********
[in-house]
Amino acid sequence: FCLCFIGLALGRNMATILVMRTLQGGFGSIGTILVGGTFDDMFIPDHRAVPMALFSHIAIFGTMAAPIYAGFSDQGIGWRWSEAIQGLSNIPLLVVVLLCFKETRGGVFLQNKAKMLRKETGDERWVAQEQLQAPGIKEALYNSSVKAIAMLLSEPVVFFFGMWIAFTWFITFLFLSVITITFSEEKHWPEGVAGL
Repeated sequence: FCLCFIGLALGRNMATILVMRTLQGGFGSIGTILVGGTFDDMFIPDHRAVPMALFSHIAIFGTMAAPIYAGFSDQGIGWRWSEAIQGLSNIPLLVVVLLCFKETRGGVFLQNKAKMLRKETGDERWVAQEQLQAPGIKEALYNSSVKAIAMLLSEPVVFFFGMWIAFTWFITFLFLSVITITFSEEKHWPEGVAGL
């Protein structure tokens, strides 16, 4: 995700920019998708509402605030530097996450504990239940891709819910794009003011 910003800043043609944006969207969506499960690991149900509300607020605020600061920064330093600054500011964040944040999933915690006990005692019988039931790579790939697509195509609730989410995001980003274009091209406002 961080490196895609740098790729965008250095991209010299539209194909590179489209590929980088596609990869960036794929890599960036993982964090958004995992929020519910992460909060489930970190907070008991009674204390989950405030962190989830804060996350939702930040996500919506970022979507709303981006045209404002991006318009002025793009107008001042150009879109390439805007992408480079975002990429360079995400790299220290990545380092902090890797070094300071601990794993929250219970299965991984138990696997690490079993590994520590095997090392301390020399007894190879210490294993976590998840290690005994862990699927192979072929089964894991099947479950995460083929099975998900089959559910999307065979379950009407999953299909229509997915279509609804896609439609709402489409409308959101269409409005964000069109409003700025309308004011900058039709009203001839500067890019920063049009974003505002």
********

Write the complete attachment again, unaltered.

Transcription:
[in-house]
Amino acid sequence: FCLCFIGLALGRNMATILVMRTLQGGFGSIGTILVGGTFDDMFIPDHRAVPMALFSHIAIFGTMAAPIYAGFSDQGIGWRWSEAIQGLSNIPLLVVVLLCFKETRGGVFLQNKAKMLRKETGDERWVAQEQLQAPGIKEALYNSSVKAIAMLLSEPVVFFFGMWIAFTWFITFLFLSVITITFSEEKHWPEGVAGL
Repeated sequence: FCLCFIGLALGRNMATILVMRTLQGGFGSIGTILVGGTFDDMFIPDHRAVPMALFSHIAIFGTMAAPIYAGFSDQGIGWRWSEAIQGLSNIPLLVVVLLCFKETRGGVFLQNKAKMLRKETGDERWVAQEQLQAPGIKEALYNSSVKAIAMLLSEPVVFFFGMWIAFTWFITFLFLSVITITFSEEKHWPEGVAGL
């Protein structure tokens, strides 16, 4: 995700920019998708509402605030530097996450504990239940891709819910794009003011 910003800043043609944006969207969506499960690991149900509300607020605020600061920064330093600054500011964040944040999933915690006990005692019988039931790579790939697509195509609730989410995001980003274009091209406002 961080490196895609740098790729965008250095991209010299539209194909590179489209590929980088596609990869960036794929890599960036993982964090958004995992929020519910992460909060489930970190907070008991009674204390989950405030962190989830804060996350939702930040996500919506970022979507709303981006045209404002991006318009002025793009107008001042150009879109390439805007992408480079975002990429360079995400790299220290990545380092902090890797070094300071601990794993929250219970299965991984138990696997690490079993590994520590095997090392301390020399007894190879210490294993976590998840290690005994862990699927192979072929089964894991099947479950995460083929099975998900089959559910999307065979379950009407999953299909229509997915279509609804896609439609709402489409409308959101269409409005964000069109409003700025309308004011900058039709009203001839500067890019920063049009974003505002």